I’ve been teaching at John Jay College of Criminal Justice since 1971, and for much of that time have run a course on New York City History (along with one on the History of Crime in New York City), and I send them out into the streets, using a tour guide cribbed from my wife’s book “Seeing New York.”

Invariably they report back the sense of wonderment they get, even those who have traversed those same streets on the way to work or home for many years, when they discover the residue of earlier cities that had been right in front of them but which their eyes, unattuned, had simply not seen. They feel – as did I when I finally figured out Fresh Meadows place in the city’s larger history – somehow more complete for having situated themselves in time. (This is an experience, I’m happy to report, that I’m having a lot these days, as I begin to move into my own lifetime as I work on the 1940s and 50s chapters for Volume Two of Gotham).

But in fact while history can be fun and fulfilling when understood in this way, it can offer student’s a great deal more. What’s at stake is not simply knowing one’s place, but in getting a grip on the dynamics that have, and are continuing to transform that place. Just consider what poking around in my schoolyard and the farm next door might have led me to think about way back then – a vast range of issues ranging from the slave-based economy of the colonial city (something that still boggles many people quite convinced that the institution lay strictly south of the Mason Dixon line) and what happened to that economy, including its consequences for the nature of race relations (and the racial geography) of the contemporary cityscape; of the transformation of the area’s ecology and terrain; of the impact of the railroad and the automobilization of the city; the nature of immigration and the interaction of old-timers with newcomers; the story of the civil rights movement, the saga of historic preservation, the ways of power; the fluctuations of the economy; the impact of war; and lots lots more.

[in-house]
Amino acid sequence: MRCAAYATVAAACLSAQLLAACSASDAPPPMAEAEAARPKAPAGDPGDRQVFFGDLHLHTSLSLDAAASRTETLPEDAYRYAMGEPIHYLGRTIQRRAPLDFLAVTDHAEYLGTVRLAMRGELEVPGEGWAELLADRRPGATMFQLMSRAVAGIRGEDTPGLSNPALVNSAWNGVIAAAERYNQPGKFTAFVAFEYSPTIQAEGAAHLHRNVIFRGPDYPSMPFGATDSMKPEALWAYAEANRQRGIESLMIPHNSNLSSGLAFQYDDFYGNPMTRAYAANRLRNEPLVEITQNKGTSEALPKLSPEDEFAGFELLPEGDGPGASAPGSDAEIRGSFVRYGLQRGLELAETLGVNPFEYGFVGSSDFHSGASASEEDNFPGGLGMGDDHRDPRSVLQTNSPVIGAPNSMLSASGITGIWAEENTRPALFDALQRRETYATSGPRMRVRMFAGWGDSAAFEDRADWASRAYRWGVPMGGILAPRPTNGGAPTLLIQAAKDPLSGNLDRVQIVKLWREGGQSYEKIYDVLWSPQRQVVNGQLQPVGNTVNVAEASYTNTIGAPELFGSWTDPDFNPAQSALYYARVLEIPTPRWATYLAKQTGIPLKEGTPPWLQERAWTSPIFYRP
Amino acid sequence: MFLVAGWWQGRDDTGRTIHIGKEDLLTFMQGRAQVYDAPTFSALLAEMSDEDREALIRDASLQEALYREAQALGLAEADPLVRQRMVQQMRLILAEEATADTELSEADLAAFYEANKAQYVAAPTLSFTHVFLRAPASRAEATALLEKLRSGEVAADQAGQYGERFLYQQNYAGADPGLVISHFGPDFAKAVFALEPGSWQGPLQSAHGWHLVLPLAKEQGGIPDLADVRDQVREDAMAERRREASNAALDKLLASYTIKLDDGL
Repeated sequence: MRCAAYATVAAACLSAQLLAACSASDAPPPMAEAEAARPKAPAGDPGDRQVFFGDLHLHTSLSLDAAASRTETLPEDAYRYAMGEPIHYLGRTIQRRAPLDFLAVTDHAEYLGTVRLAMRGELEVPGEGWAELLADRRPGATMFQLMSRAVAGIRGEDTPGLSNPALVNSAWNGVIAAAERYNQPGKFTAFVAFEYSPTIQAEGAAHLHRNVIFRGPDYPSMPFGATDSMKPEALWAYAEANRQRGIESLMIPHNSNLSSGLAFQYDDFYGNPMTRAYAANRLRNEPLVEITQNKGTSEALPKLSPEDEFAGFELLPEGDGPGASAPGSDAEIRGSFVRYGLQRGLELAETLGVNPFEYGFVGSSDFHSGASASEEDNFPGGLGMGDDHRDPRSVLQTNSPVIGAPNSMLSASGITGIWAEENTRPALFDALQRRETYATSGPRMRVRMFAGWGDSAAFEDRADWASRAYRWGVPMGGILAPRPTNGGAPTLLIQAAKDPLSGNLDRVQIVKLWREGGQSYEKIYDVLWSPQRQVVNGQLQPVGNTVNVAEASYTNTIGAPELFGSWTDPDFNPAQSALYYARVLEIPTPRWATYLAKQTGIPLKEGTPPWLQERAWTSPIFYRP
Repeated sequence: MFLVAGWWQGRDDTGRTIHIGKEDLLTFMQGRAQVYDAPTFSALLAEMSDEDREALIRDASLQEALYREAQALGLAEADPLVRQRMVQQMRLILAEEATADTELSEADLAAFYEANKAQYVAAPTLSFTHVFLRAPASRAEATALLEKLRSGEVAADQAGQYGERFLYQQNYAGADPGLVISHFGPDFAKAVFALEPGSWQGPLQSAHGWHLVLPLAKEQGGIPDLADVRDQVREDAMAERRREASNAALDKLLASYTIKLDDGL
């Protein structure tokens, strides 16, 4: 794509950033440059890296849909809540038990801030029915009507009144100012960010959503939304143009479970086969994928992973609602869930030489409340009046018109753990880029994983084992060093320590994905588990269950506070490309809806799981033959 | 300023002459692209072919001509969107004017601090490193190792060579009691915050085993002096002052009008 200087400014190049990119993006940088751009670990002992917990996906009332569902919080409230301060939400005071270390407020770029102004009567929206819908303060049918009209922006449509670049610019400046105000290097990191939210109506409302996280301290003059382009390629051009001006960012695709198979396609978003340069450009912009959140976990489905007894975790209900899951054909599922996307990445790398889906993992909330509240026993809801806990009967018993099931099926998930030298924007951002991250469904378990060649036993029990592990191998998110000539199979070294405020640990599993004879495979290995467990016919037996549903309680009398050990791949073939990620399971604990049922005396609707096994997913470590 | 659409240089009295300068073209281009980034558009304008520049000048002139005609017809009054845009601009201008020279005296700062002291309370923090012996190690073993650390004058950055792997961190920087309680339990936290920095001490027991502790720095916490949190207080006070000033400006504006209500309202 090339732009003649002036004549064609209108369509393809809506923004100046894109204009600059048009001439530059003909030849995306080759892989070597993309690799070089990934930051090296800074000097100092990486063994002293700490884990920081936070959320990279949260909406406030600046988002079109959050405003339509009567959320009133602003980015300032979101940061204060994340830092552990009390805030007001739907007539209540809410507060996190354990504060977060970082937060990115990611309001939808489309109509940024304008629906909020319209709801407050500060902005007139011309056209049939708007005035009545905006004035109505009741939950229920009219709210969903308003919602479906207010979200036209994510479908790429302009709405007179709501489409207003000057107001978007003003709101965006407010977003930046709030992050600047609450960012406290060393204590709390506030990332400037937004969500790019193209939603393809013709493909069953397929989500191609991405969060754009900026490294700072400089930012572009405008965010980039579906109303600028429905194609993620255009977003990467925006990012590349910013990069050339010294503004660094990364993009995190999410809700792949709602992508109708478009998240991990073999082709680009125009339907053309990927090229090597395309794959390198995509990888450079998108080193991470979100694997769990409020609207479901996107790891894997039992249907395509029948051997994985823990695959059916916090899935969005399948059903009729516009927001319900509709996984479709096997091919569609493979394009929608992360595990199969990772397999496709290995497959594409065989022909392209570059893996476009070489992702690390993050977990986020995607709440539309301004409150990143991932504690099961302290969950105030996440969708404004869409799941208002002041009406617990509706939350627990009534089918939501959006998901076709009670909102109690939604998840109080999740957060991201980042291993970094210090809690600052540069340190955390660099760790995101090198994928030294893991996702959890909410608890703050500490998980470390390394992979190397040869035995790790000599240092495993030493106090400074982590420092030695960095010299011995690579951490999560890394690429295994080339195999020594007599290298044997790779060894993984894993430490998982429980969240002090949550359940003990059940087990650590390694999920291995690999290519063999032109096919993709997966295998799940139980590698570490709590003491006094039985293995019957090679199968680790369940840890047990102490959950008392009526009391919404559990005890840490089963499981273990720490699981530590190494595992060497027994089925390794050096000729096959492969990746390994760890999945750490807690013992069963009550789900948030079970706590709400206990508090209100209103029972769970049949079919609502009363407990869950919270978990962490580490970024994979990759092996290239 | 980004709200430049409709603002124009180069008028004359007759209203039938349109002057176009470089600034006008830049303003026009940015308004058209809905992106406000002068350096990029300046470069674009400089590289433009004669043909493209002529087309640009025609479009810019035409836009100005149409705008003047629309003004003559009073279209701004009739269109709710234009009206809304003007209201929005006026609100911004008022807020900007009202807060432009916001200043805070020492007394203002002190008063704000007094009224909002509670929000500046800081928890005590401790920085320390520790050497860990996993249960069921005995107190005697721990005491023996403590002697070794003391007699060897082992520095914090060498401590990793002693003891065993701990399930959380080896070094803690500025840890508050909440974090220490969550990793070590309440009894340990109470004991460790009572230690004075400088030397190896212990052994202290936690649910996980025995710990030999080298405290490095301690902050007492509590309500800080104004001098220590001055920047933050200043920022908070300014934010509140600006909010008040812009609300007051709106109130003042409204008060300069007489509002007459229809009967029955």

Viewed this way historical analysis is a powerful critical tool, a way to get beneath the surface of things, to get a handle on the way things work, to innoculate oneself against glib and facile characterizations of the contemporary order. To some extent, this goes against the American grain. Americans in general, and New Yorkers in particular, have long been far less interested in the past than in the future. Already in the early 19th century some worried about this. “Overturn, overturn, overturn! is the maxim of New York,” declared former Mayor Hone in 1845. “The very bones of our ancestors are not permitted to lie quiet a quarter of a century, and one generation of men seem studious to remove all relics of those who precede them.” Putnam’s 1853 series “New York Daguerreotyped” fretted that the businesses spreading “with such astounding rapidity over the whole lower part of the city” were “prostrating and utterly obliterating every thing that is old and venerable, and leaving not a single land-mark, in token of the former position of the dwelling-places of our ancestors.” The result, said Harper’s Monthly in 1856, was that “New York is notoriously the largest and least loved of any of our great cities. Why should it be loved as a city? It is never the same city for a dozen years together. A man born in New York forty years ago finds nothing, absolutely nothing, of the New York he knew.”

One consequence of this has been a certain contempt for history. It seems dead and done with. History is a repository of names and dates students memorize, regurgitate, and forget. Or it’s a listing of prior achievements which, like those in the Guinness Book of Records, are certain to be soon surpassed. What’s the most cutting way to dismiss someone? We say: “He’s history”.

We prefer the present. We want to “be here now.” Or to focus on the future, and make today “the first day of the rest of our lives.”

This impatience with the past has its attractive qualities. It’s fostered innovation (Joseph Schumpeter hailed capitalism’s capacity for “creative destruction”). It gave Americans an exhilarating feeling of freedom, a sense they were exempt from the crushing weight of history under which Europeans seemed buried. Yet ultimately this feeling was and is illusory. It’s not, in fact, possible to step outside of time. A culture that adheres to such fantasies promotes an ahistorical temper, obscures the ways the past continues to shape the present, and leaves people marooned in the now, adrift on the temporal surface of things.

In fact, the world we’ve inherited has an immense momentum; actions taken in the past have bequeathed us the mix of constraints and possibilities within which we act today; the stage onto which each generation walks has already been set, key characters introduced, major plots set in motion; and while the next act has not been written, it’s likely to follow on, in undetermined ways, from the previous action. This is not to say that history repeats itself. Time is not a carousel on which we might, next time round, snatch the brass ring by being better prepared. Rather the past flows powerfully through the present, and charting historical currents can enhance our ability to navigate them.